Description - **Note: This information was provided by www.floridastateparks.org.
Alternating cycles of fire and flood have created an extensive mosaic of freshwater marshes, swamps, pine flatwoods, and hardwood hammocks in this reserve, which borders 19 miles of the St. Johns River. The reserve's diverse habitat supports a wide variety of wildlife including white-tailed deer, bobcats, fox squirrels, bald eagles, gray foxes, turkeys, hawks, owls, and many species of songbirds. Visitors can enjoy wildlife viewing and nature study while bicycling, hiking, or horseback riding on miles of trails. Fishing is another popular activity. Regulated hunting is allowed during the scheduled hunting season with a special permit from the Florida Fish and Wildlife Conservation Commission. Primitive camping is available for organized youth groups, equestrians, and hikers. Reservations must be made at least two weeks in advance by calling the reserve.
- General Information: We offer Primitive Camping opportunities only. No Motor Homes, trailers, or camper shells permitted. Fee: All campsites are $4.00 per night per person plus tax for all ages. Reservations: Call the park office at (407) 568-5893. Pets: Pets are not allowed overnight. Cutting Tools: One axe or hatchet permitted per campsite. No Machetes. Use dead downed wood only. ****CAMPING IS NOT PERMITTED THE NIGHT BEFORE OR DURING QUOTA HUNTS. CHECK THE SCHEDULE UNDER OUR "ACTIVITIES" PAGE**** ****NO ALCOHOLIC BEVERAGES, GUNS, OR FIREWORKS*****A horseback campsite is reserved exclusively for riders and their horses. For safety reasons, only one group at a time may stay in the campsite overnight; however, day use riders may park their rigs in this area. The campsite has a designated fire ring, picnic table, and an in-ground pump with a water trough for the horses (not potable for humans). Riders can picket their horses to trees (NO NAILS PLEASE!) or bring portable fencing. We advise that you double-halter stallions when tied to picket lines and use panic snaps for safety on picket lines. Reservations must be made at least two weeks in advance by calling the office. Be sure to bring proof of negative coggins.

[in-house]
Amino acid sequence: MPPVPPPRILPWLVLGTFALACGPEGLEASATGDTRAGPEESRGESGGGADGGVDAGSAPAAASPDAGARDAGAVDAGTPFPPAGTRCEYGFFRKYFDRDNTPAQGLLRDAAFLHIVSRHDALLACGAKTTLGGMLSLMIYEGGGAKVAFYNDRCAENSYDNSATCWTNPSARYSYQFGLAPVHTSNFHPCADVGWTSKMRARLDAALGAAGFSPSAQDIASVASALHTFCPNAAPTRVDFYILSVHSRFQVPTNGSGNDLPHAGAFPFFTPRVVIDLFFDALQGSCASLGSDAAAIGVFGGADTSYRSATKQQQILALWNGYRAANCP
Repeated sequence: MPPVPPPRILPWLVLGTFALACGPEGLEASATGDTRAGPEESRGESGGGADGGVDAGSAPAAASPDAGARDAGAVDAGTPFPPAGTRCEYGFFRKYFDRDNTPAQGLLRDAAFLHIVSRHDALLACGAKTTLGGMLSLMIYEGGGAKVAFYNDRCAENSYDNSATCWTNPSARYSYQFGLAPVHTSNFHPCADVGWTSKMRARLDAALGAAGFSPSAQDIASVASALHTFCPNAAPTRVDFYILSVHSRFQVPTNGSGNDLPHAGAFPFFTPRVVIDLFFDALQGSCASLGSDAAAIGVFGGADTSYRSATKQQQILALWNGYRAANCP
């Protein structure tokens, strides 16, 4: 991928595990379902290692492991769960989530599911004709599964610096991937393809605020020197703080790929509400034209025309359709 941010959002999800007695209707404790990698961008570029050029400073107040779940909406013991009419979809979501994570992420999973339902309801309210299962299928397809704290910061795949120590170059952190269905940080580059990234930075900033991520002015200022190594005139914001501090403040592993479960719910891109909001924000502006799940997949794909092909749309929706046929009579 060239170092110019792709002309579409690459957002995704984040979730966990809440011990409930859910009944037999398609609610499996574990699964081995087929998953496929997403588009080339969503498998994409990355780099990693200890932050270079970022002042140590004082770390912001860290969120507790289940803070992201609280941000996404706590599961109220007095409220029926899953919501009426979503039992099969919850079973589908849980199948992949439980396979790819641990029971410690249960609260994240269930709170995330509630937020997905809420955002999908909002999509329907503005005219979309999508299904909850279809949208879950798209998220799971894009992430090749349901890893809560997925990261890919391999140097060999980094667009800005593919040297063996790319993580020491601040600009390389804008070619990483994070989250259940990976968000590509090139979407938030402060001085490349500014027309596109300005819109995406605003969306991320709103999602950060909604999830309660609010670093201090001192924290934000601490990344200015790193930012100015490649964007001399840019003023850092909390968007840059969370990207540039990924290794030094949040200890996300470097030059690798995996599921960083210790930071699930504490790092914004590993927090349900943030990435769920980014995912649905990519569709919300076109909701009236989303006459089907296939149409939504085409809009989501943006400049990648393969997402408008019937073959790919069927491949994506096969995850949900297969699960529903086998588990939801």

Visitors can drive on 19 miles of dirt roads. Call for information about seasonal road conditions. Power line Road enables visitors to experience a unique drive through a marsh environment and scenic river views. Be sure to bring your binoculars and camera. Opportunities to go birding and shoot photography are abundant. Visitors must park in designated parking areas.
Recreation - There are many fishing opportunities available at Tosohatchee. Visitors with a valid fishing license can fish at the Saint Johns River or at our lakes. Boats and canoes are permitted, but gas powered motors are not. Fisherman can expect to catch Bass, Speckled Perch, and Catfish.
Tosohatchee offers over 20 miles of multi-use trails. In addition, the Florida Trail transects the property. Hiking, biking, horseback riding (negative coggins required) and dog walking (on a leash) are permitted on all multi-use trails. Parking areas are located at the trail head in most sections. Maps are available at the entrance kiosk.
Climate - Florida's weather is dominated by the water that surrounds it. The Atlantic Ocean in the east and the Gulf of Mexico in the west provide a stabilizing force that maintains the mild climate. Northern Florida is considered sub tropical, although it does receive some snow. This area is drier than the rest of the state. Southern areas of the state, definitely the Keys, lie within a tropical climate. Humidity is high, a characteristic of the climate, although the temperatures usually don't extend past 90 degrees F.
On the average the state receives 50 to 65 inches of rain. Summer is the rainy season, which extends into October in the south. Hurricane season begins in late August. Some hurricanes can bring up to 25 inches of rain. An average of two hurricanes per season reach the Florida peninsula. Most often these storms reach the Atlantic Coast rather than the Gulf Coast.
Located east of Orlando south of State Road 50 on the west bank of the St. Johns River.